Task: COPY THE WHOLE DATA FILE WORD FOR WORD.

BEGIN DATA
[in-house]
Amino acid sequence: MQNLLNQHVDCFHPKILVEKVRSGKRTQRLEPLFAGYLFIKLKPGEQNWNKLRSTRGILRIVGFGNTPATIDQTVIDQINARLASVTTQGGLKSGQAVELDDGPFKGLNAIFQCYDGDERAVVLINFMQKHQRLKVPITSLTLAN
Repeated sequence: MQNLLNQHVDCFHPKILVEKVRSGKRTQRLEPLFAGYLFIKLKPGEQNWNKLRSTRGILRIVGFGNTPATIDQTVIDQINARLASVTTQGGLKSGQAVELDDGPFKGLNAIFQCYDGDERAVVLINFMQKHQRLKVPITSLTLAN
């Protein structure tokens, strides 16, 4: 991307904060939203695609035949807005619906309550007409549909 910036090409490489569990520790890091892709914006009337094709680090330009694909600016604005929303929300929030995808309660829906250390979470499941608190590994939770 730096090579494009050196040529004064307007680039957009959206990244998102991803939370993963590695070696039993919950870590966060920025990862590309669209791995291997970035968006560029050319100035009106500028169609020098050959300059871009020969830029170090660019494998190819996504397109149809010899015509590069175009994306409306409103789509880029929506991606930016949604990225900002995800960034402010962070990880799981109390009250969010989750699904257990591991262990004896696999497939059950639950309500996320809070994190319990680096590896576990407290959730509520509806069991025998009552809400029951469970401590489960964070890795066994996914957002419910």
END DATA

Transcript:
[in-house]
Amino acid sequence: MQNLLNQHVDCFHPKILVEKVRSGKRTQRLEPLFAGYLFIKLKPGEQNWNKLRSTRGILRIVGFGNTPATIDQTVIDQINARLASVTTQGGLKSGQAVELDDGPFKGLNAIFQCYDGDERAVVLINFMQKHQRLKVPITSLTLAN
Repeated sequence: MQNLLNQHVDCFHPKILVEKVRSGKRTQRLEPLFAGYLFIKLKPGEQNWNKLRSTRGILRIVGFGNTPATIDQTVIDQINARLASVTTQGGLKSGQAVELDDGPFKGLNAIFQCYDGDERAVVLINFMQKHQRLKVPITSLTLAN
């Protein structure tokens, strides 16, 4: 991307904060939203695609035949807005619906309550007409549909 910036090409490489569990520790890091892709914006009337094709680090330009694909600016604005929303929300929030995808309660829906250390979470499941608190590994939770 730096090579494009050196040529004064307007680039957009959206990244998102991803939370993963590695070696039993919950870590966060920025990862590309669209791995291997970035968006560029050319100035009106500028169609020098050959300059871009020969830029170090660019494998190819996504397109149809010899015509590069175009994306409306409103789509880029929506991606930016949604990225900002995800960034402010962070990880799981109390009250969010989750699904257990591991262990004896696999497939059950639950309500996320809070994190319990680096590896576990407290959730509520509806069991025998009552809400029951469970401590489960964070890795066994996914957002419910």